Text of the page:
Microsoft Funds Academic Data Center Efficiency Research Projects

Company awards $160,000 in grants to university research teams focused on data center efficiency as part of Software Engineering Innovation Foundation

Yevgeniy Sverdlik

May 14, 2014

2 Min Read
Microsoft Funds Academic Data Center Efficiency Research Projects
Microsoft data center modules, called “ITPACs,” deployed in Boydton, Virginia

Microsoft has dished out $160,000 in grants to four academic research projects focused on data center energy efficiency.

Research teams from four different U.S. universities each received $40,000 from the Redmond, Wash., tech giant to look into resource-efficient cloud computing, improving data center efficiency and cost through software reliability analysis, provisioning cooling systems and microgrids.

While compute, network and storage technologies progress by leaps and bounds, innovation in mechanical and electrical infrastructure technologies used in buildings that house the hardware moves very slowly. Nearly half of all energy a typical data center receives is used by the building’s cooling systems and lost as the energy goes through multiple conversions along the electrical chain.

The data center research teams that received the grants come from Stanford University, Carnegie Mellon University, Rutgers University and South Dakota State University.

Microsoft awarded the grants as part of its annual Software Engineering Innovation Foundation program, which usually supports software engineering research teams around the world. This is the first year the company included data center innovation and energy efficiency in the program, Sean James, senior research program manager for Microsoft’s Global Foundation Services division, wrote in a blog post announcing the grants.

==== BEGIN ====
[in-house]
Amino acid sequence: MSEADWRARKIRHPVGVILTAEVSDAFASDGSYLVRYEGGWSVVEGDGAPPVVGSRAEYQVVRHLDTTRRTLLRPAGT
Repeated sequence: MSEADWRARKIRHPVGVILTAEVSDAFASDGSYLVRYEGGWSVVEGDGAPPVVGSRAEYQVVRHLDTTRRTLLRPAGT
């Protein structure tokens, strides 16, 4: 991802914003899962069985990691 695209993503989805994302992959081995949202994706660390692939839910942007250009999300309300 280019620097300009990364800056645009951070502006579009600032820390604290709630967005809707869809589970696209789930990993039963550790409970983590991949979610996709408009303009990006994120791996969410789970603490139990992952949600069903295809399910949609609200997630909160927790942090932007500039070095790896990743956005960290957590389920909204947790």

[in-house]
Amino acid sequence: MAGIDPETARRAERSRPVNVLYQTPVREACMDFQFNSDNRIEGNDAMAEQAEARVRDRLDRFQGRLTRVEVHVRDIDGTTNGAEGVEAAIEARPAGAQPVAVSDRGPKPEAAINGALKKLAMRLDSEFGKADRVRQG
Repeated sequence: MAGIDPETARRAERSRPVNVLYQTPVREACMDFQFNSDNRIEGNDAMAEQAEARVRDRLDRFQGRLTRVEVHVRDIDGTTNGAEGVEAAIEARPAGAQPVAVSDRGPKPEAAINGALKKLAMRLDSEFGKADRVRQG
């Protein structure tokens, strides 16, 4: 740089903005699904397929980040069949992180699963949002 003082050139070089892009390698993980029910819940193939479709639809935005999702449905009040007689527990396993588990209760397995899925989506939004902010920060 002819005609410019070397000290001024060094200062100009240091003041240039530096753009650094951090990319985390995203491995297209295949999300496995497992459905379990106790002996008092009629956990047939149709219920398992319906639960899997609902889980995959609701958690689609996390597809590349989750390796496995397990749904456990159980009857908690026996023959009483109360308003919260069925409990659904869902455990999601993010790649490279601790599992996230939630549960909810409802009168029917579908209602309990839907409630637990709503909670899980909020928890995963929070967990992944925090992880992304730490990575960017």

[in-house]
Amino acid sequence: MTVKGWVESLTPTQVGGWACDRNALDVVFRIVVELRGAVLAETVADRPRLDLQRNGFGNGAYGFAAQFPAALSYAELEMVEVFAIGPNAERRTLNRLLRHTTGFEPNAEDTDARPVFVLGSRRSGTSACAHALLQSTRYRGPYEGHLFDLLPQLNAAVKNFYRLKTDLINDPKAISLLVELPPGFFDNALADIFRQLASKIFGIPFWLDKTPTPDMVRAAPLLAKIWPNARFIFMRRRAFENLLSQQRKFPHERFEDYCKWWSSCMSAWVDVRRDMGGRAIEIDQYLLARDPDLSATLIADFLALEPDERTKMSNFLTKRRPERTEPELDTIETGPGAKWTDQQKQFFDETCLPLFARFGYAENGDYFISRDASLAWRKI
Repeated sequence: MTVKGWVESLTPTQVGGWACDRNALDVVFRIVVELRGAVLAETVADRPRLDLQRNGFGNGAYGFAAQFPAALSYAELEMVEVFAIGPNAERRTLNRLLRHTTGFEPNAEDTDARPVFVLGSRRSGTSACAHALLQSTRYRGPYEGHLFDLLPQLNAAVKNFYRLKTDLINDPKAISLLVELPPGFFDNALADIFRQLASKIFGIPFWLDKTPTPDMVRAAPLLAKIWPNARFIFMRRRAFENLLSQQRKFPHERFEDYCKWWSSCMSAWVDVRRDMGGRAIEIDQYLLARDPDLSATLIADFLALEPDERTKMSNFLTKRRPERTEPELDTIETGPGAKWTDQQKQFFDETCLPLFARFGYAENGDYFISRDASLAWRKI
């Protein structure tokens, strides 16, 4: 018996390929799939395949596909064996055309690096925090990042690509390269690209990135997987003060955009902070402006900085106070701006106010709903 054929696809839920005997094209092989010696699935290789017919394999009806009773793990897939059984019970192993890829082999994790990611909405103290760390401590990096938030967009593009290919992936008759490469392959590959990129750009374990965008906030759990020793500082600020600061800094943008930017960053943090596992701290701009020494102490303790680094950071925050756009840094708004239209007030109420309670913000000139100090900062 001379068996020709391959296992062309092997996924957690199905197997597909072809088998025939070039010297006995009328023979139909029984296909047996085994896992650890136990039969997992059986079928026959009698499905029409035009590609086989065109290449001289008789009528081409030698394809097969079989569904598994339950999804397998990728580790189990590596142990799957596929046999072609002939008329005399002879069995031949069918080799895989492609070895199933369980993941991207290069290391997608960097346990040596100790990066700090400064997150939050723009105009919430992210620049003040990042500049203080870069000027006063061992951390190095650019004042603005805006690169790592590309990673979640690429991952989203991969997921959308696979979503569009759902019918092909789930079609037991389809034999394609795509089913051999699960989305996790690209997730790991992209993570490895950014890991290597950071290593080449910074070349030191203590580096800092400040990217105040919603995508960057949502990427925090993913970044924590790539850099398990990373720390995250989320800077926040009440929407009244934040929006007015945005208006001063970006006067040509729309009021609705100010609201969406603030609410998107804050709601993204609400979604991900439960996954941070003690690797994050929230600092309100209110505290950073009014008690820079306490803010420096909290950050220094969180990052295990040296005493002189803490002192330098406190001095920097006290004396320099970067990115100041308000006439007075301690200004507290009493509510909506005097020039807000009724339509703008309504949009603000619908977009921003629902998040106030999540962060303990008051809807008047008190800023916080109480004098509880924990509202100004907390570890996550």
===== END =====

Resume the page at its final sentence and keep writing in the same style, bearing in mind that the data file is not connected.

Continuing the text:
The company requests research teams to submit proposals for grants each year. Out of 100-plus proposals submitted in the latest round, 12 received the funds.

Work With Academia Yields Big Ideas

Like many technology companies do, Microsoft partners with academia on an on-going basis, using the research community as a source of innovation.

“As Microsoft continues to find ways to transform the energy supply chain toward greater efficiency and reduced environmental impact, we have seen that driving innovation in energy often requires a close partnership between industry and academia,” James wrote.

Microsoft’s recent project to test the idea of installing a fuel cell directly into the IT rack as a power source for the hardware came out of the company’s collaboration with the National Fuel Cell Research Center at University of California, Irvine, for example.

In November 2013, the company published a white paper, outlining fuel cells that convert methane into electricity installed directly into the rack. The approach has the potential to reduce consumption of coal energy and increase energy efficiency by eliminating a lot of electrical infrastructure equipment that sits between the utility substation and the IT rack at a typical data center.

This research project is a piece of a greater vision – something Microsoft researchers call “Data Plant.” The idea is to install data center modules at water treatment plants or landfills, where methane is abundant, and to use methane to fuel computing.

Microsoft has already deployed a proof-of-concept data plant at a water-treatment facility in Cheyenne, Wyoming.

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